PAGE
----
Despite an unstable economy, BP delivered promising second-quarter numbers including a 4% jump in daily production to more than 4 million barrels of oil and replacement cost profits of $3.140 billion – up over 30% on the first quarter. (According to the Web site Moneyterms, "Oil companies often disclose replacement cost profit. This is because the oil price is so volatile, they hold large stocks, and the amount stocked also varies significantly from one reporting period to period.")
“We are in turbulent times, volatile and uncertain. But we continue to steer a steady course through choppy waters," said Chief Executive Tony Hayward in a press release announcing the company financials. "Two years ago we set out to restore our ability to compete more effectively with our rivals in the sector."
According to Hayward, the progress was bolstered by a simplified organization, deepening expertise at the operational level and unrelenting focus on operational safety and integrity. Cash costs had been reduced by more than $2 billion in the first half of the year, versus the same period last year.
"We have already surpassed the target we set ourselves at the beginning of this year for cash costs but we are by no means complacent. We will continue to push efficiencies into the group and make sure every dollar counts. Based on this strong progress, we can expect cash costs for the full year to be down by more than $3 billion compared with 2008."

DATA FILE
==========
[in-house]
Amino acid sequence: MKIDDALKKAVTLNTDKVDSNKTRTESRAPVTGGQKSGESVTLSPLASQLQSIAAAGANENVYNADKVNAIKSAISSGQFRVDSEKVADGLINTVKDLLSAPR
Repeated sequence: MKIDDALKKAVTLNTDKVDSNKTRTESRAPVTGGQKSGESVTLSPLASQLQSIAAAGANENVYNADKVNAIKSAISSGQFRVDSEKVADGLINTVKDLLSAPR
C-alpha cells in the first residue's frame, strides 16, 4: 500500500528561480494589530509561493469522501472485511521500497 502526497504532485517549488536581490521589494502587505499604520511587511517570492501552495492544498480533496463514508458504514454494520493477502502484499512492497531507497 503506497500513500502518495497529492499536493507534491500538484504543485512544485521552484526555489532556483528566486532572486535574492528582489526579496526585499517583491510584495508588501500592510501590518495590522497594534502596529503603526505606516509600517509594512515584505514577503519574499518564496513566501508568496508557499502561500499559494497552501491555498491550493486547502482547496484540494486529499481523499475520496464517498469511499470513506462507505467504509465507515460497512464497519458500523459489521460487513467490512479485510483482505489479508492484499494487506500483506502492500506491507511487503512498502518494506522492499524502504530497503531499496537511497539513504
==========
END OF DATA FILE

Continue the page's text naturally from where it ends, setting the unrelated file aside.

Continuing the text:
Hayward said the latest economic data suggested the global economy could stabilize this summer but that any recovery, whenever it comes, would likely be sluggish: "The overall picture is of energy demand now stabilizing following significant falls in the first half of the year. We see little evidence of any growth in demand and expect the recovery to be long and drawn out."
Indeed, BP and Irving Oil recently announced they will not be moving forward with a proposed second refinery in Saint John, New Brunswick, Canada, as a result of global economic and industry conditions.
A joint technical and commercial feasibility study that the two companies have been conducting over the last 18 months concluded that the project was not viable at a time of global economic recession and dampening forecasts for petroleum product demand in North America.
While petroleum product demand takes a hit, BP is moving forward with alternative energy initiatives. In fact, it has entered a joint development agreement with Martek Biosciences to work on the production of microbial oils for biofuels applications. The partnership aims to advance the development of a step-change technology for the conversion of sugars into biodiesel.
Under the terms of the multi-year agreement, Martek and BP will work together to establish proof of concept for large-scale, cost effective microbial biodiesel production through fermentation.
“BP is very pleased to be entering this important partnership with Martek,” says Philip New, CEO BP Biofuels. “As an alternative to conventional vegetable oils, we believe sugar to diesel technology has the potential to deliver economic, sustainable and scaleable biodiesel supplies. In partnering with Martek, we combine the world’s leading know-how in microbial lipid production with our expertise in fuels markets and applications, and our more recent experience in biofuels production and commercialization.”
For more information, visit BP's Alternative Energy site http://www.bp.com/modularhome.do?categoryId=7040&contentId=7051376 or Martek's Web site: http://www.martek.com/.